How readily available materials can be used to monitor ambrosia beetle populations? [Video explains]
HOMED partners from the University of Padua produced an enlightening video about how everyday materials can be used to monitor ambrosia beetle’ populations. The video – created by HOMED members Dr Fernanda Colombari and Prof Andrea Battisti – demonstrates how with no more than 5-6 components, you can construct inexpensive traps, which can have actual impact.
In fact, during a citizen science experiment in the spring of 2021, these traps were set in schools throughout the Veneto Region, Italy, and their use led to the discovery of two quarantine pests: Cnestus mutilatus, new for the European part of the EPPO region, and Anisandrus maiche, previously found only in Eastern European EPPO member countries. Both species represent a significant threat given their ability to establish and spread rapidly in new areas thanks to human-mediated transport of goods.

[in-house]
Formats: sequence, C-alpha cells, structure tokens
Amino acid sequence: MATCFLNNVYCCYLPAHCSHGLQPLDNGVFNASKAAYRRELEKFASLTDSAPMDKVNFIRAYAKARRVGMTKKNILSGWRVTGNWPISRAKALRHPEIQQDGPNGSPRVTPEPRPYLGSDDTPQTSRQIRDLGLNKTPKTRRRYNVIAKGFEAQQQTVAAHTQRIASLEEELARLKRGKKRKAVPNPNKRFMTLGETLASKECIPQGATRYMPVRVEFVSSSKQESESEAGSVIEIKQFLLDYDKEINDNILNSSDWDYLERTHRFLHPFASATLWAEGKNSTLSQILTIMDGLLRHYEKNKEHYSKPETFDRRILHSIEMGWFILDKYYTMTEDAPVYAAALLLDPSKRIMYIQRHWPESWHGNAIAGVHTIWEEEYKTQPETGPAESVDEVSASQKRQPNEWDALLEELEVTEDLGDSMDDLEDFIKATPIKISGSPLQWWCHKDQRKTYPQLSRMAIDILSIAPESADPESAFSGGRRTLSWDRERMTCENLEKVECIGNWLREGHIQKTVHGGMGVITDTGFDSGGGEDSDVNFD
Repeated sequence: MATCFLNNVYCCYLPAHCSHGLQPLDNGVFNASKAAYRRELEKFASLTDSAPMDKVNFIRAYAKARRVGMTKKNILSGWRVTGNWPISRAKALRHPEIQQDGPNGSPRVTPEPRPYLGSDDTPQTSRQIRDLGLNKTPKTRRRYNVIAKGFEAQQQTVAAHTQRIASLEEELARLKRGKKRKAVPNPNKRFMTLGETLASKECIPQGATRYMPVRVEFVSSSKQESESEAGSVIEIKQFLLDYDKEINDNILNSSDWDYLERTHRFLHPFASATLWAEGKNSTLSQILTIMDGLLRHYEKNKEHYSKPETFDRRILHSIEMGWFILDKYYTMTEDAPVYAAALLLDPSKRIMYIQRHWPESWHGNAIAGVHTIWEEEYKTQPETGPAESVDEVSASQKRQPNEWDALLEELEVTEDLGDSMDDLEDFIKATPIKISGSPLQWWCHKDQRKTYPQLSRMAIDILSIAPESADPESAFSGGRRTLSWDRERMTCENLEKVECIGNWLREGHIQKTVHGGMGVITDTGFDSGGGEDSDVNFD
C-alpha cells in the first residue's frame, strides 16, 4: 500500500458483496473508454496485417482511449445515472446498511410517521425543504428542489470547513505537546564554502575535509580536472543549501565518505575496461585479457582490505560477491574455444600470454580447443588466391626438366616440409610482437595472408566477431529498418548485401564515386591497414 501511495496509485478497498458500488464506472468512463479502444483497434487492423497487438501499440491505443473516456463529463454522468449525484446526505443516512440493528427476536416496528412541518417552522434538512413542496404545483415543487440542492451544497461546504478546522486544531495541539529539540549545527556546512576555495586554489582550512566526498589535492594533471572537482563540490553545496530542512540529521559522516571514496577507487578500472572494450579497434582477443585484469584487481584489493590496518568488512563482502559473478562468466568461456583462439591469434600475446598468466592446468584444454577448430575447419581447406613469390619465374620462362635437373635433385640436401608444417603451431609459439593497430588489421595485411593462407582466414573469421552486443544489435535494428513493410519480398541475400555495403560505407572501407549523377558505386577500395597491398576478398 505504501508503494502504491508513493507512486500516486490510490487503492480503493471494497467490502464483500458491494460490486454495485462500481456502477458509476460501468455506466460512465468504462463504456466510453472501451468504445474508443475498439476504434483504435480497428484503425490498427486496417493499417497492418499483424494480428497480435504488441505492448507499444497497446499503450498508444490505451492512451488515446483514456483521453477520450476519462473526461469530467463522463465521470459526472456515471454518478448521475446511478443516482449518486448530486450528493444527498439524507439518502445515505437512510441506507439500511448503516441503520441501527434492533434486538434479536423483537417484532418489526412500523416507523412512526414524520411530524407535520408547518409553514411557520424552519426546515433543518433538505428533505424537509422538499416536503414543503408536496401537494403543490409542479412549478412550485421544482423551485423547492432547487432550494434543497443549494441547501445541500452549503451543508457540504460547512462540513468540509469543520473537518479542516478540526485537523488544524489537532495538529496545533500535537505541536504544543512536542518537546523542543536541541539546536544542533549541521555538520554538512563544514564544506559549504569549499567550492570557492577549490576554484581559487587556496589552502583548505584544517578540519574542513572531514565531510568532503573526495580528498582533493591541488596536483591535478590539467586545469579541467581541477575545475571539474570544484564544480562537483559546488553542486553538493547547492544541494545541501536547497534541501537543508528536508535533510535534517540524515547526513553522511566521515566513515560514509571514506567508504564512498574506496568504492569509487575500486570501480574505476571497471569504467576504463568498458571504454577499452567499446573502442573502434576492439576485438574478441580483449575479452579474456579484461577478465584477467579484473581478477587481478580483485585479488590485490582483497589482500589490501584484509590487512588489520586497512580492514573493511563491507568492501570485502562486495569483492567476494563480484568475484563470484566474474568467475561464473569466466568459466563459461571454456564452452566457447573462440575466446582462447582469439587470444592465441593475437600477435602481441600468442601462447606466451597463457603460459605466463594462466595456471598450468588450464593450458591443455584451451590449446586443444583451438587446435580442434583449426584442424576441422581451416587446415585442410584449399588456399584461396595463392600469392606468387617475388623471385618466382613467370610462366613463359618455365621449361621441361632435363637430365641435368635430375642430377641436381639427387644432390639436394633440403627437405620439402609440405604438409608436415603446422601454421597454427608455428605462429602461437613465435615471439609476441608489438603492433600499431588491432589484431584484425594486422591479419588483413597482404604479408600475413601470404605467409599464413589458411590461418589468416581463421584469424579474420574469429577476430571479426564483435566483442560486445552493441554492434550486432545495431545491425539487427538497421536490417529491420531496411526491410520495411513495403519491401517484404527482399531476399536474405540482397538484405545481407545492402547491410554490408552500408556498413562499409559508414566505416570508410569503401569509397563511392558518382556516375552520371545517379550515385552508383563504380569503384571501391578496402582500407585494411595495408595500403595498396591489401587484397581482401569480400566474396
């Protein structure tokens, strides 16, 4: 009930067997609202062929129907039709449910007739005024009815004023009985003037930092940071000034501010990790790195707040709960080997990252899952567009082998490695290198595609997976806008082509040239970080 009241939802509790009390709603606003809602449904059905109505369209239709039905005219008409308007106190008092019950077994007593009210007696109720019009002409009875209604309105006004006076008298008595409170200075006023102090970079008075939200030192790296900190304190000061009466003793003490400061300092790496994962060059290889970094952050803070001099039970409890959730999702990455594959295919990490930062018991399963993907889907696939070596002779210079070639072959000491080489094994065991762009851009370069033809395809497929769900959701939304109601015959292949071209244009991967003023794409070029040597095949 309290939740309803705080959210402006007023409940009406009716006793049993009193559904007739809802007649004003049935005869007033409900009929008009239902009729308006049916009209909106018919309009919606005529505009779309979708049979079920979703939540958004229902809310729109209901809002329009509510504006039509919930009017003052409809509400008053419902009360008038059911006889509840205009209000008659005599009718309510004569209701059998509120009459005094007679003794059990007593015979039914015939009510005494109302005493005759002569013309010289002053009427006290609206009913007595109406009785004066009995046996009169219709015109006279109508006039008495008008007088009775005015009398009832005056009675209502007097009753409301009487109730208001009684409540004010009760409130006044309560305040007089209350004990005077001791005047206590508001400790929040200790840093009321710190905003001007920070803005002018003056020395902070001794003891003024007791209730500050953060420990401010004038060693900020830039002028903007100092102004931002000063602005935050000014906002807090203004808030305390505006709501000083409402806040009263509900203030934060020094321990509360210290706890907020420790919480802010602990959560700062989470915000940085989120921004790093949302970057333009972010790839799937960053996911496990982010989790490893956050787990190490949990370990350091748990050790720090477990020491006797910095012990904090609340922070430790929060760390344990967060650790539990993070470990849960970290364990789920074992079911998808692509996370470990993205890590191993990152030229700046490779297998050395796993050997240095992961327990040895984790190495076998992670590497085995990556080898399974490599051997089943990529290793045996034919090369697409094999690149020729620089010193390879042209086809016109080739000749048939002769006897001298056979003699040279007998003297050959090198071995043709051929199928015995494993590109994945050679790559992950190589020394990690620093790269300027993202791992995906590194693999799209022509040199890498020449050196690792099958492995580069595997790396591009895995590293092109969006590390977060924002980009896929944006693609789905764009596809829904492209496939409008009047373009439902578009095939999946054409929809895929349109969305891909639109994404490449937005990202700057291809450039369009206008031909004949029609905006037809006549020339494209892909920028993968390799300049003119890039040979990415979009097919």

Watch the new HOMED video to learn how to construct these traps yourself: